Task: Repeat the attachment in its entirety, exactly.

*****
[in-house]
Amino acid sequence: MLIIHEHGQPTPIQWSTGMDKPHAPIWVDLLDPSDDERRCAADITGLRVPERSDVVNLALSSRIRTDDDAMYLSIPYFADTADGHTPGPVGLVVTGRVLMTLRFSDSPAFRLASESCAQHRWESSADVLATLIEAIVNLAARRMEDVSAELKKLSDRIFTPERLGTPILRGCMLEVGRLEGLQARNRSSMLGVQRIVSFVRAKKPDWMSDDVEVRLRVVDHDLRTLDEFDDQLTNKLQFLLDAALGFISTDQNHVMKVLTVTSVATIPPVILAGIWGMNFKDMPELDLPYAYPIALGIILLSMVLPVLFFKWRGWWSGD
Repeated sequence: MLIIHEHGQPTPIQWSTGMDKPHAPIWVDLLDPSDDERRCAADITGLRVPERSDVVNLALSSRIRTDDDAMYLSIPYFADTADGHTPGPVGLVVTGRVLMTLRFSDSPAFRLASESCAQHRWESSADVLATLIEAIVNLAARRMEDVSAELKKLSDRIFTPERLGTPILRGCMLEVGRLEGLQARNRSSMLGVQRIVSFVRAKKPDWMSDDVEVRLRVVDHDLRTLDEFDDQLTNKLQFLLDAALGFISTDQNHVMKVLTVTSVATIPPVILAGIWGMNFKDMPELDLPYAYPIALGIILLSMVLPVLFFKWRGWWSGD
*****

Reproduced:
[in-house]
Amino acid sequence: MLIIHEHGQPTPIQWSTGMDKPHAPIWVDLLDPSDDERRCAADITGLRVPERSDVVNLALSSRIRTDDDAMYLSIPYFADTADGHTPGPVGLVVTGRVLMTLRFSDSPAFRLASESCAQHRWESSADVLATLIEAIVNLAARRMEDVSAELKKLSDRIFTPERLGTPILRGCMLEVGRLEGLQARNRSSMLGVQRIVSFVRAKKPDWMSDDVEVRLRVVDHDLRTLDEFDDQLTNKLQFLLDAALGFISTDQNHVMKVLTVTSVATIPPVILAGIWGMNFKDMPELDLPYAYPIALGIILLSMVLPVLFFKWRGWWSGD
Repeated sequence: MLIIHEHGQPTPIQWSTGMDKPHAPIWVDLLDPSDDERRCAADITGLRVPERSDVVNLALSSRIRTDDDAMYLSIPYFADTADGHTPGPVGLVVTGRVLMTLRFSDSPAFRLASESCAQHRWESSADVLATLIEAIVNLAARRMEDVSAELKKLSDRIFTPERLGTPILRGCMLEVGRLEGLQARNRSSMLGVQRIVSFVRAKKPDWMSDDVEVRLRVVDHDLRTLDEFDDQLTNKLQFLLDAALGFISTDQNHVMKVLTVTSVATIPPVILAGIWGMNFKDMPELDLPYAYPIALGIILLSMVLPVLFFKWRGWWSGD